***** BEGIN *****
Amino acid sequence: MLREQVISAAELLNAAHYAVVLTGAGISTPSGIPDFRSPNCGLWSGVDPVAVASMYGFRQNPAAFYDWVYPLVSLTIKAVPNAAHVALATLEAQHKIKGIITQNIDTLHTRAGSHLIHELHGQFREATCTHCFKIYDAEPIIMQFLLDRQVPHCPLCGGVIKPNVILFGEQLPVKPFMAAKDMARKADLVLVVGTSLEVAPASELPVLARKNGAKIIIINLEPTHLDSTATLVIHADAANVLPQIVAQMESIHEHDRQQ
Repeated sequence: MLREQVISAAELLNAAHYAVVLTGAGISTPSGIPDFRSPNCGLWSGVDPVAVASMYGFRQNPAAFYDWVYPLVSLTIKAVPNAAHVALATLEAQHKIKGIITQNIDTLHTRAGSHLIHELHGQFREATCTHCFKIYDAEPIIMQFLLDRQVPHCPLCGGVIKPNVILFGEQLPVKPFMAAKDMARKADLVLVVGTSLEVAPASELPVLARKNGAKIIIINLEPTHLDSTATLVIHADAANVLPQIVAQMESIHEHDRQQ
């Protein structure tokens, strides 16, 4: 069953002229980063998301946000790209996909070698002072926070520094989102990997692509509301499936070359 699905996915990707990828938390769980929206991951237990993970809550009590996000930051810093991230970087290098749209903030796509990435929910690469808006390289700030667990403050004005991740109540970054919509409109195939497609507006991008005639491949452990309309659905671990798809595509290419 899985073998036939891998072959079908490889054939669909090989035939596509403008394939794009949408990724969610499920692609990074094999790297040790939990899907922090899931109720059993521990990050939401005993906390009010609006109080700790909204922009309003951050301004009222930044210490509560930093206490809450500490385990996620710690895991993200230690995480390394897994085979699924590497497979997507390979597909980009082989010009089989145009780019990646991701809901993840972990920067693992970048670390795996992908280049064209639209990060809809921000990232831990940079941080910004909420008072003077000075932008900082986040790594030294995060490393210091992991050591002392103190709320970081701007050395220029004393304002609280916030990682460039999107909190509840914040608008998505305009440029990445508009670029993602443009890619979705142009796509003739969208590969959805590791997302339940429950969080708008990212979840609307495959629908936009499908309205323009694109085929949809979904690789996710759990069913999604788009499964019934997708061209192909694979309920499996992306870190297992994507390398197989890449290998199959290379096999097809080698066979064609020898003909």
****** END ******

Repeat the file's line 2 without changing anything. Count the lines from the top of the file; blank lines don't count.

Repeated sequence: MLREQVISAAELLNAAHYAVVLTGAGISTPSGIPDFRSPNCGLWSGVDPVAVASMYGFRQNPAAFYDWVYPLVSLTIKAVPNAAHVALATLEAQHKIKGIITQNIDTLHTRAGSHLIHELHGQFREATCTHCFKIYDAEPIIMQFLLDRQVPHCPLCGGVIKPNVILFGEQLPVKPFMAAKDMARKADLVLVVGTSLEVAPASELPVLARKNGAKIIIINLEPTHLDSTATLVIHADAANVLPQIVAQMESIHEHDRQQ